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Paying Employees for Sick Leave Under California's Healthy Workplaces, Healthy Families Act

(posted: September 30th, 2015)

Paying sick leave under the new law

As regular readers know, the new mandatory paid sick leave law in California (Healthy Workplaces, Healthy Families Act) is now effective. As of July 1, 2015, employers had to start providing the paid sick leave (PSL) benefit to their employees.

One question that frequently arises is how the employer pays the employee for the sick day, especially in situations where more than a single straight hourly rate is involved.

Three Methods of Calculation

There are three basic methods for calculating how to pay employees who take PSL; one method applies to exempt employees and the other two apply to nonexempt employees. Employers can use one of the following three calculation methods:

  • Calculate paid sick time for exempt employees in the same manner as wages are calculated for other forms of paid leave time.
  • Calculate paid sick time for nonexempt employees in the same manner as the "regular rate of pay" for the workweek in which the employee uses paid sick time, regardless of whether the employee actually works overtime in that workweek.
  • Calculate paid sick time for nonexempt employees by "dividing the employees total wages, not including overtime premium pay, by the employee's total hours worked in the full pay periods of the prior 90 days of employment."

Regular Rate of Pay

Employers who choose the second option for paying nonexempt employees need to be familiar with the term "regular rate of pay." Employers may be familiar with this term as regular rate of pay is also used for overtime calculations.

The "regular rate of pay" is the compensation an employee normally earns for the work he/she performs. The regular rate of pay includes a number of different types of payments, such as hourly earnings, salary, piecework earnings and commissions, made to the employee. The regular rate of pay can never be less than the applicable minimum wage.

The following discussion demonstrates how to calculate regular rate of pay in different situations.

Straight Hourly Employees

Calculating the regular rate of pay for a purely hourly employee with no other rates of pay or other types of earnings is straightforward - it is simply that employee's hourly rate.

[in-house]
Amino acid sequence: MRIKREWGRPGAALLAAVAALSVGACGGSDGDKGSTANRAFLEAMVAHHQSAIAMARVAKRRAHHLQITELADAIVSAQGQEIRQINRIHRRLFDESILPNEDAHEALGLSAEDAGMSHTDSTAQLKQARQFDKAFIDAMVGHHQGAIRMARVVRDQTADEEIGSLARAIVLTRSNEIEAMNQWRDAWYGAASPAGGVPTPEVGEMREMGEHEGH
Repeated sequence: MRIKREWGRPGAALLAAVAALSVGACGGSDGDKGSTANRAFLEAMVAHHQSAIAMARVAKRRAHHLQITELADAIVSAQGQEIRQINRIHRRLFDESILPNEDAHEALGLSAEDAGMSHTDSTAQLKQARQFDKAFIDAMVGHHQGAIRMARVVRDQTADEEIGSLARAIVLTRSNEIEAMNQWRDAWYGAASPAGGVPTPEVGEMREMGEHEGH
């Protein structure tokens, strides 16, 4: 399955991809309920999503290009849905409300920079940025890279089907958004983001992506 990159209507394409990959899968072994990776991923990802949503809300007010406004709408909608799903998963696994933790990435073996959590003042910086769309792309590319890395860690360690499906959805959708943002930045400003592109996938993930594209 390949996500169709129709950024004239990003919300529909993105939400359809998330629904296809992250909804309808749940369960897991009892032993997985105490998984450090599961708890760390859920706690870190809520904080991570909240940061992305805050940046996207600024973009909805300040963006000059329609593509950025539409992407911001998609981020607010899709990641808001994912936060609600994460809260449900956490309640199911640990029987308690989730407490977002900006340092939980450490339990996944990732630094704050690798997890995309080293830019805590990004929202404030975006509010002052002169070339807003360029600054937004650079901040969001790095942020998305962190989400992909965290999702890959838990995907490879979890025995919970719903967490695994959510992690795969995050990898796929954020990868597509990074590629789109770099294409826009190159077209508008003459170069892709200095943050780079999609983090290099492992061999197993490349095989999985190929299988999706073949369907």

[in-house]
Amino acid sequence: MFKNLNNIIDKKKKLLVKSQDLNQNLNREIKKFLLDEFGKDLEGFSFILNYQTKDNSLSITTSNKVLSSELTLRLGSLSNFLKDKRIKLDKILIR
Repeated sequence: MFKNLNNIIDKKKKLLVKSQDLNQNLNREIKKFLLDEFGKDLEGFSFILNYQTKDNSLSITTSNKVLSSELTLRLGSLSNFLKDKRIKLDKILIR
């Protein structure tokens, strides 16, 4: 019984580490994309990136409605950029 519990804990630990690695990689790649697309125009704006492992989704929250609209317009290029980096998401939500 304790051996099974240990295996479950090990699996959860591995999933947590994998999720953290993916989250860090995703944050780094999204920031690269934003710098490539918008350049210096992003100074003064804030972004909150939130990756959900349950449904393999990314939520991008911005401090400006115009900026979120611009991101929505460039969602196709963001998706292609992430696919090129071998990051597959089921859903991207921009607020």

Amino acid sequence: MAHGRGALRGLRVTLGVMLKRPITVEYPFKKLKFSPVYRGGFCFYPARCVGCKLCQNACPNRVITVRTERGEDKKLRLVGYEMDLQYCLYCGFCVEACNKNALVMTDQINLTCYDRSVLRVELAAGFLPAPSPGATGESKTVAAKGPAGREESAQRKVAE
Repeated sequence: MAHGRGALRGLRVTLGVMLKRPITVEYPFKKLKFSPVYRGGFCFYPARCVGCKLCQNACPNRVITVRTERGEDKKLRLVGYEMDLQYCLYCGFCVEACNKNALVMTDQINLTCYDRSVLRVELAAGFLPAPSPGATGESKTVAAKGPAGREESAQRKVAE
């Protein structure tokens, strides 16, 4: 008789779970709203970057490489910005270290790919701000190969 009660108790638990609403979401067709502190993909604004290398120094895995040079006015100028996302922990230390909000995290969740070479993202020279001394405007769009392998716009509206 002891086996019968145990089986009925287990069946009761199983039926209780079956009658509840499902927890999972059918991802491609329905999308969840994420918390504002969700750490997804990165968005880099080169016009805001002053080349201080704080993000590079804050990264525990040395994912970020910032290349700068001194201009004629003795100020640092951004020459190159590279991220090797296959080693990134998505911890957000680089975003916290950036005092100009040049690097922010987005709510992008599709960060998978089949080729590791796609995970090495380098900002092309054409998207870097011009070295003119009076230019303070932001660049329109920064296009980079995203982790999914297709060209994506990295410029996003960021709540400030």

Employee With Multiple Rates of Pay
Sometimes, an employee earns more than one rate of pay.

In this situation, employers can't simply use the rate that would have been earned on the sick day. Instead, employers who use the "regular rate of pay" method for calculating PSL will need to determine the "weighted average" of all rates the employee earned in that workweek. This rate is established by dividing the total compensation for the week by the total hours worked in the week.

Commissions, Piece Rates and Bonuses

If an employee is paid by a piece rate or a commission, either of the following methods may be used to determine the regular rate of pay for purposes of calculating how much to pay the employee for PSL:

  • Divide the employee's total earnings for the workweek by the total hours worked during the workweek to arrive at the regular rate:%%Example: A piecework employee works 42 hours during one workweek (Monday through Thursday) and calls in sick for eight hours on one day (Friday). The total piecework earnings for the 42 hours are $450. The regular rate of pay is $450 42 or $10.71 per hour. This is the rate of pay that would be used for the eight hours of sick leave that the employee took ($10.71 x 8=$85.68).
  • Note that the piece or commission rate is used as the regular rate.

Optional 90 Day "Look Back" Method

An employer can also choose the option of a 90 day "look back" calculation for nonexempt employees. This method requires dividing the employee's total wages, not including overtime premium pay, by the employee's total hours worked in the full pay periods of the prior 90 days of employment.

Deadline for Paying

PSL must be paid no later than the payday for the next regular payroll period after the sick leave was taken. You may make the adjustment to an employee's pay for the same payroll period in which he/she took the leave, but the law permits you to delay the adjustment to the next payroll.

Best Practices

  • Choose the calculation that works best for your workforce. You may need to use different payment methods for different types of workers (e.g., hourly versus commissioned).
    
  • Account for the payment of PSL on the paycheck stub or separate itemized wage statement for that pay period.
  • Keep records. The PSL law requires you to keep records for at least three years documenting the hours the employee worked, paid sick days accrued by the employee and paid sick days used by the employee.
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